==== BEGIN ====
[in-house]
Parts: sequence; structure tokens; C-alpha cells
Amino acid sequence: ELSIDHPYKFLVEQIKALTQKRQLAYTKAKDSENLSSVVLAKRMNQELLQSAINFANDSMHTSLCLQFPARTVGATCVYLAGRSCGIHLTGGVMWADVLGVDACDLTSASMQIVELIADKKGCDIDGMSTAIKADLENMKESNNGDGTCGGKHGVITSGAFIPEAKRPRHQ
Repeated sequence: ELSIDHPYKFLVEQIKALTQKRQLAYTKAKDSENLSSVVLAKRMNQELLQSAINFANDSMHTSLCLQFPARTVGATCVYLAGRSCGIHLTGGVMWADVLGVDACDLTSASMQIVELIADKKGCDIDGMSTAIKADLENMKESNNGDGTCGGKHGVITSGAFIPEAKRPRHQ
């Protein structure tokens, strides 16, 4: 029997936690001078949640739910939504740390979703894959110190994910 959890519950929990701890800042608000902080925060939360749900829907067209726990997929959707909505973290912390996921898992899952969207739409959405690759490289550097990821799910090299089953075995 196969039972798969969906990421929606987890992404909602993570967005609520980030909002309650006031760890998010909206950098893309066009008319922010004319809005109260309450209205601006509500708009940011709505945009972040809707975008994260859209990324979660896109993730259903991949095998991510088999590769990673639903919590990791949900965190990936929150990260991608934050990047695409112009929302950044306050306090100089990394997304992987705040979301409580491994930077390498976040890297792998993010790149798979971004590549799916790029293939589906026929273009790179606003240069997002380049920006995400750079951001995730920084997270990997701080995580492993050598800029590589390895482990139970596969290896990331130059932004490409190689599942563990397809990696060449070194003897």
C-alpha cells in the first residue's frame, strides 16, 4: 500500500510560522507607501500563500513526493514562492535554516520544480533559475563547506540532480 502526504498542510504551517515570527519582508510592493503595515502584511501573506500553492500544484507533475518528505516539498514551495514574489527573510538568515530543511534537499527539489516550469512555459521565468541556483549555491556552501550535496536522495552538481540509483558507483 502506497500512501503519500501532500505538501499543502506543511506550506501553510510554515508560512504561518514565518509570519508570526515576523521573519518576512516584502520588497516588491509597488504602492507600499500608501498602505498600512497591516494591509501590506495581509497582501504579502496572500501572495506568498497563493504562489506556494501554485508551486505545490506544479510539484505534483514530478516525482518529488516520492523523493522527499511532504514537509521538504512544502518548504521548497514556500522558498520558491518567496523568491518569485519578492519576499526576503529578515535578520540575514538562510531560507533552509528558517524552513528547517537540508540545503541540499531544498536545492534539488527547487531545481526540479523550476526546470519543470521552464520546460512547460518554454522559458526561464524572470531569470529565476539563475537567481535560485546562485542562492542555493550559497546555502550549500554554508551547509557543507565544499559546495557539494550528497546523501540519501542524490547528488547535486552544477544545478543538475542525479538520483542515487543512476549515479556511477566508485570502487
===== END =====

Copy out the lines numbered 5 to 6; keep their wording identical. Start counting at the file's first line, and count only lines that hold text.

């Protein structure tokens, strides 16, 4: 029997936690001078949640739910939504740390979703894959110190994910 959890519950929990701890800042608000902080925060939360749900829907067209726990997929959707909505973290912390996921898992899952969207739409959405690759490289550097990821799910090299089953075995 196969039972798969969906990421929606987890992404909602993570967005609520980030909002309650006031760890998010909206950098893309066009008319922010004319809005109260309450209205601006509500708009940011709505945009972040809707975008994260859209990324979660896109993730259903991949095998991510088999590769990673639903919590990791949900965190990936929150990260991608934050990047695409112009929302950044306050306090100089990394997304992987705040979301409580491994930077390498976040890297792998993010790149798979971004590549799916790029293939589906026929273009790179606003240069997002380049920006995400750079951001995730920084997270990997701080995580492993050598800029590589390895482990139970596969290896990331130059932004490409190689599942563990397809990696060449070194003897």
C-alpha cells in the first residue's frame, strides 16, 4: 500500500510560522507607501500563500513526493514562492535554516520544480533559475563547506540532480 502526504498542510504551517515570527519582508510592493503595515502584511501573506500553492500544484507533475518528505516539498514551495514574489527573510538568515530543511534537499527539489516550469512555459521565468541556483549555491556552501550535496536522495552538481540509483558507483 502506497500512501503519500501532500505538501499543502506543511506550506501553510510554515508560512504561518514565518509570519508570526515576523521573519518576512516584502520588497516588491509597488504602492507600499500608501498602505498600512497591516494591509501590506495581509497582501504579502496572500501572495506568498497563493504562489506556494501554485508551486505545490506544479510539484505534483514530478516525482518529488516520492523523493522527499511532504514537509521538504512544502518548504521548497514556500522558498520558491518567496523568491518569485519578492519576499526576503529578515535578520540575514538562510531560507533552509528558517524552513528547517537540508540545503541540499531544498536545492534539488527547487531545481526540479523550476526546470519543470521552464520546460512547460518554454522559458526561464524572470531569470529565476539563475537567481535560485546562485542562492542555493550559497546555502550549500554554508551547509557543507565544499559546495557539494550528497546523501540519501542524490547528488547535486552544477544545478543538475542525479538520483542515487543512476549515479556511477566508485570502487